How To Make Cold Brew Coffee Concentrate

A few weeks ago I did a post on making Thrifty Homemade Frappucinos with frozen coffee ice cubes. A reader left me a comment asking “Have you ever tried cold brew coffee?” with a helpful link.

Cold brew coffee? What the heck is that ??

So I checked out the link – here it is for you too if you would like all the details:
= = >> Cold Brew Coffee Concentrate

It turns out that cold brew coffee is a way of making coffee without a coffeemaker. You simply put the coffee grounds in a cup, add some cold water (in about a 3:1 ratio), and let it sit in the refrigerator for a few hours. You then drain the “coffee water” off from the soggy grounds and you have cold brew coffee concentrate. This should be a little stronger than regular brewed coffee. You can then use your concentrate with hot water by using about the same 3:1 ratio.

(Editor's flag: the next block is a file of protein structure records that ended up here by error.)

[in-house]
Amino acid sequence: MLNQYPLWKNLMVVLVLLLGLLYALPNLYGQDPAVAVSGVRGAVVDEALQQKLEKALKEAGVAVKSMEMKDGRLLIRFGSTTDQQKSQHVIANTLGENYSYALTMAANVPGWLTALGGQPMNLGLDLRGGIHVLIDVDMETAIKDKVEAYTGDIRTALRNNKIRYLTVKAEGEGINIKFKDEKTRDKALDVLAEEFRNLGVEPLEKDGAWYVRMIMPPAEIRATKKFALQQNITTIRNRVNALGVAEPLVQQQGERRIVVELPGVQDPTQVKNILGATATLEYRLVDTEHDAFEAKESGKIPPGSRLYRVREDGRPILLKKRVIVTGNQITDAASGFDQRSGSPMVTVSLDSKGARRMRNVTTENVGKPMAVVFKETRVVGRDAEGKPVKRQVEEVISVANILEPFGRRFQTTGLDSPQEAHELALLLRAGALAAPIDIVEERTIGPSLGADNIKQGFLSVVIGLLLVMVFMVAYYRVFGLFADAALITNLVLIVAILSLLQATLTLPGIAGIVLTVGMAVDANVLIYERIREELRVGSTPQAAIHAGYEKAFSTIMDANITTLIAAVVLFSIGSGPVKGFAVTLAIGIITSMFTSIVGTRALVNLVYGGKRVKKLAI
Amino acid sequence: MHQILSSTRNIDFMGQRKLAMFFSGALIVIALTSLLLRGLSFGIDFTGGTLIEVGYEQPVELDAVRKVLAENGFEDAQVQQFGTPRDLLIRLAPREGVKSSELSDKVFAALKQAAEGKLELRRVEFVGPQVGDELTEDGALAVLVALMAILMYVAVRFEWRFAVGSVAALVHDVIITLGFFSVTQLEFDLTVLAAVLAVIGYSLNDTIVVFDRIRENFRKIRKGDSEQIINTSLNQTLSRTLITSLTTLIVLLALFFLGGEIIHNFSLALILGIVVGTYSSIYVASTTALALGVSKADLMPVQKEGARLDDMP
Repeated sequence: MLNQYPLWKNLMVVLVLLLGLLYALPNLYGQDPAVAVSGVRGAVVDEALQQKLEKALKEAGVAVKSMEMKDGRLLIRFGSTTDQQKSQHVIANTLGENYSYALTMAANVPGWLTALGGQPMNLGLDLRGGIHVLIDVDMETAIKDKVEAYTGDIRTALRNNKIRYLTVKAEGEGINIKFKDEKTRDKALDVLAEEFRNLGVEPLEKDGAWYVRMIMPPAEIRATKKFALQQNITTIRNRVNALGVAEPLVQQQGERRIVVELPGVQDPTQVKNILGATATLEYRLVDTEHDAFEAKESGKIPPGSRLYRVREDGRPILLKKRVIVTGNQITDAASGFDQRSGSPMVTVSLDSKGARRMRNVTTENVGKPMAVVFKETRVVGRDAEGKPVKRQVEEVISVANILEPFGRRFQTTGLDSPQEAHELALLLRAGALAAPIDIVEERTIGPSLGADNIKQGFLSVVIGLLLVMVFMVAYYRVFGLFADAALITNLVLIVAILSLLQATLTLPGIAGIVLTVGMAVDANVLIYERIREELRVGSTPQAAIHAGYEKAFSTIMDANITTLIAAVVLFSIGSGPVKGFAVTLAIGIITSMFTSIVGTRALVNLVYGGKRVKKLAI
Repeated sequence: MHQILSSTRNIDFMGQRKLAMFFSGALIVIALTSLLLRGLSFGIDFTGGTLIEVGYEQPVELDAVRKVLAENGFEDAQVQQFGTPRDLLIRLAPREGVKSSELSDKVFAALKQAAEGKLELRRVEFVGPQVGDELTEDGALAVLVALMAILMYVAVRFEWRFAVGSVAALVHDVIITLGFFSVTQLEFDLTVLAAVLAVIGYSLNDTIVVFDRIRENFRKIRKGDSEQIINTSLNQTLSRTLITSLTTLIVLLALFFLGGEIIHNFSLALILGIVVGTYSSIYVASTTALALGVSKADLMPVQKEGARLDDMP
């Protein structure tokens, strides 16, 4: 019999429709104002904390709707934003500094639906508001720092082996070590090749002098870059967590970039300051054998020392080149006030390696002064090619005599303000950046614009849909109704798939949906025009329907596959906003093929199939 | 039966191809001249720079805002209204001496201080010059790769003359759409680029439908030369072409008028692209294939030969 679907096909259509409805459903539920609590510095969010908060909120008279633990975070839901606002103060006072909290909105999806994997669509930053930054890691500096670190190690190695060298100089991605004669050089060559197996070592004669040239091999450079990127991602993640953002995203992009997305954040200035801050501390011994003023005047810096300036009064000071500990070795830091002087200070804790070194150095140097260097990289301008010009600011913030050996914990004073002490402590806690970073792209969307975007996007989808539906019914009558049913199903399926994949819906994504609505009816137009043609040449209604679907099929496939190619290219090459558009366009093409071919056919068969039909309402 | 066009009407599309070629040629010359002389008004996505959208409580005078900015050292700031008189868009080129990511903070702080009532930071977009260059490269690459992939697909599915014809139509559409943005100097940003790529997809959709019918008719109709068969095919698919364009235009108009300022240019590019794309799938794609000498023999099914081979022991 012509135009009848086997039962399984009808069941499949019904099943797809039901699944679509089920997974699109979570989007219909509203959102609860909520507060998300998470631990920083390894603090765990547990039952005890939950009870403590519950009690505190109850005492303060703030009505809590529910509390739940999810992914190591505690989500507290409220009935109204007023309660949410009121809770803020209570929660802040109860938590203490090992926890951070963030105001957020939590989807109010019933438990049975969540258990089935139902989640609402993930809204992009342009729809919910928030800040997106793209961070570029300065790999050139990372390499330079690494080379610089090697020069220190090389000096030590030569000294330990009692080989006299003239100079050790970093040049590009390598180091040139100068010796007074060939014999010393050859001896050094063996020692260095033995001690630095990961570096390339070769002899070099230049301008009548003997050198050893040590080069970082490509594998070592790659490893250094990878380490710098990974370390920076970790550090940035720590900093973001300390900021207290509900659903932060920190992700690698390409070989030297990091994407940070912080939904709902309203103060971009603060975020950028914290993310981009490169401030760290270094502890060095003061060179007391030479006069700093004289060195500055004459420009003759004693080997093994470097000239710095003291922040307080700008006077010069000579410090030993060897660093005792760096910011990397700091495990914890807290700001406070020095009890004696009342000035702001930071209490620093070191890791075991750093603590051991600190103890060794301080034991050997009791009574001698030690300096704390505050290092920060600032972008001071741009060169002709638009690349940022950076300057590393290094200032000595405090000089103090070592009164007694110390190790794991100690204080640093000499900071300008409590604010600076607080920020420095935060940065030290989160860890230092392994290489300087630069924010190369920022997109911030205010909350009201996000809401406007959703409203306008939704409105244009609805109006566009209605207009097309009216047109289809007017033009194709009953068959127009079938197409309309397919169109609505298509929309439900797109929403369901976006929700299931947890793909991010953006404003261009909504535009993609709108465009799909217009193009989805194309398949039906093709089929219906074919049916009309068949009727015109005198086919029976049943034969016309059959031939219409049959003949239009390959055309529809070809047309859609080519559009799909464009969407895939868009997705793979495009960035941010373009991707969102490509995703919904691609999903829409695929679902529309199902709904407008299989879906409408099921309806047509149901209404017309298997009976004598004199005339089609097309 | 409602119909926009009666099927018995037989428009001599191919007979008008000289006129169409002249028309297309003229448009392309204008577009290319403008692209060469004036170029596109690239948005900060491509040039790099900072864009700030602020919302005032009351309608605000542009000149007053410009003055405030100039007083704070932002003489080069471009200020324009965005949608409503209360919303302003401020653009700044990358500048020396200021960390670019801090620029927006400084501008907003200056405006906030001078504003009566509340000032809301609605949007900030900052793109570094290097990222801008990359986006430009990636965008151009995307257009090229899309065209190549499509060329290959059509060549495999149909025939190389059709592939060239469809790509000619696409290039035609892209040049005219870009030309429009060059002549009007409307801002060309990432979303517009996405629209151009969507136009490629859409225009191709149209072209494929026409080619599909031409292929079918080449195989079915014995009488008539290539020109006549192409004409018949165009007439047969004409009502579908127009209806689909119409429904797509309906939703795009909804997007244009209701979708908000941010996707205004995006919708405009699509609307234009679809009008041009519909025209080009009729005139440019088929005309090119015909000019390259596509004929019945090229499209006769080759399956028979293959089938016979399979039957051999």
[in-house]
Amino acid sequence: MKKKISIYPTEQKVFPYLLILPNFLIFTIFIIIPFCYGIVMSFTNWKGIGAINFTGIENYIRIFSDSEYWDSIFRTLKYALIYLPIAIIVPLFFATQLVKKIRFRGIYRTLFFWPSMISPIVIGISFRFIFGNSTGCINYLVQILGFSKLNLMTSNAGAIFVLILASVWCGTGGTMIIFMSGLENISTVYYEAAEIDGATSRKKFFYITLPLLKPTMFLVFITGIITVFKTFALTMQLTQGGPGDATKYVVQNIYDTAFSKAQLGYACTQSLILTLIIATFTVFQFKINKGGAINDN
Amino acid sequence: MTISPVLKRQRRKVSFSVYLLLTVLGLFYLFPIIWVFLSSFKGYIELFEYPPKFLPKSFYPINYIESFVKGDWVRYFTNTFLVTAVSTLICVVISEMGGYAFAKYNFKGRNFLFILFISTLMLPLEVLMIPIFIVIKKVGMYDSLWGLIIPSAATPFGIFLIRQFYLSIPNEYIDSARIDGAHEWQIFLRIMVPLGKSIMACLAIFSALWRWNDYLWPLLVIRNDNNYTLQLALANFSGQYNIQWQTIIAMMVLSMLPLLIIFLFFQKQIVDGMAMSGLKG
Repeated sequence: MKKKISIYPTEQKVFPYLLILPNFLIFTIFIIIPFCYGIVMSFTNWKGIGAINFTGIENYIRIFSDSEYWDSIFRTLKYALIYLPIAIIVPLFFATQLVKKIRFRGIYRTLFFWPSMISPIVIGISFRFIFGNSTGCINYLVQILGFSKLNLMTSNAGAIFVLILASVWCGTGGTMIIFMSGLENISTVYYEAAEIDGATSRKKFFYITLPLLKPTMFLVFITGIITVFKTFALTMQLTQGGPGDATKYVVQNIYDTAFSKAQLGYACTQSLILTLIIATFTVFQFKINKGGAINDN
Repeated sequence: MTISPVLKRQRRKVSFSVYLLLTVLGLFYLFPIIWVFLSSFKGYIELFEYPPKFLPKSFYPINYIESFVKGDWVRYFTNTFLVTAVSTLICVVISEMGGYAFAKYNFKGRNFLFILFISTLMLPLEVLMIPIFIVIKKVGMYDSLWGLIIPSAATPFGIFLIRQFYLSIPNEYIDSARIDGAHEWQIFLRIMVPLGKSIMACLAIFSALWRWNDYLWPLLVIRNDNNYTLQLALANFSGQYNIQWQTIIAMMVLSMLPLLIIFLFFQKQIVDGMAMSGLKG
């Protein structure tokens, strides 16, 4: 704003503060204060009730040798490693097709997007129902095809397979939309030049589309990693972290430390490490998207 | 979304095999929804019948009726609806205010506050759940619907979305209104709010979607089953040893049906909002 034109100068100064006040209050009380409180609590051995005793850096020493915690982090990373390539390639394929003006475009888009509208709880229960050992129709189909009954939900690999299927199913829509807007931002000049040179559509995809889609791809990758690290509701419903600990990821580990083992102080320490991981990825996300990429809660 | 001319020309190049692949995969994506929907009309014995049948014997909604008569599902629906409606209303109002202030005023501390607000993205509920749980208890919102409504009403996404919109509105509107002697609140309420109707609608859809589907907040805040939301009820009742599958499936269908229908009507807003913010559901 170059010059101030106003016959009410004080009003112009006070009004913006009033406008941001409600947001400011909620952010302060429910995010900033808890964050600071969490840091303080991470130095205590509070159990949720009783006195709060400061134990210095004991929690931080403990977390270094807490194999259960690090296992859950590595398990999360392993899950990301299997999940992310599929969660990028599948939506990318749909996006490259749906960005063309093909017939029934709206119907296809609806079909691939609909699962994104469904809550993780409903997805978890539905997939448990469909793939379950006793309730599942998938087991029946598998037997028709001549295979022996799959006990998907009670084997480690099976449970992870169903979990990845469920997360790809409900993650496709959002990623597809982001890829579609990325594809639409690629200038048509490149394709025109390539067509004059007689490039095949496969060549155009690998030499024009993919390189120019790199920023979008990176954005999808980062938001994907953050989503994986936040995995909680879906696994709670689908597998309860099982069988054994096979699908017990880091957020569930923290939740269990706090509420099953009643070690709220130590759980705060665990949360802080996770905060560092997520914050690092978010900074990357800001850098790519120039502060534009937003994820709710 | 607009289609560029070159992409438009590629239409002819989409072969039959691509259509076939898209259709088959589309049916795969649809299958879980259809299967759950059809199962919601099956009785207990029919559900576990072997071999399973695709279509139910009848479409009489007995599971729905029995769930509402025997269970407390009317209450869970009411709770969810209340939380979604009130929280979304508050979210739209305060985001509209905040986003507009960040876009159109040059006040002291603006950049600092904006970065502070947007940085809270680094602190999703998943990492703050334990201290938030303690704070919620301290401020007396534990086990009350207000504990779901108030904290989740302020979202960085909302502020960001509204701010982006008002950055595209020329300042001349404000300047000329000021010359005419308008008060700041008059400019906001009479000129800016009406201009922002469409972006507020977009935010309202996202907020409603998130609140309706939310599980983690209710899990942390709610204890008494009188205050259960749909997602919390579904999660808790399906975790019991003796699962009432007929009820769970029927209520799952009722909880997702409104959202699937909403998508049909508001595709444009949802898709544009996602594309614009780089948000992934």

For my experiment I used 1/4 cup of grounds in a measuring cup, and then added 3/4 cup of water. I let mine sit in the refrigerator almost 8 hours. {{Because I got busy and forgot about it }}. I then used my concentrate in the same ratio – 1/4 cup concentrate to 3/4 cup water. I then froze it into ice cubes for frappucinos.

This did work, however, I couldn’t quite see any great advantage over using a regular coffee maker. Nevertheless, I thought this was an interesting enough idea to share.

How about you? Has anyone else ever tried cold brewing their coffee?

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  1. The coffee that results is far less acidic, and is great for people whose stomachs can't tolerate heat-brewed coffee. When the concentrate is combined with hot/near-boiling water, the result is a lot like a Swedish blend medium roast.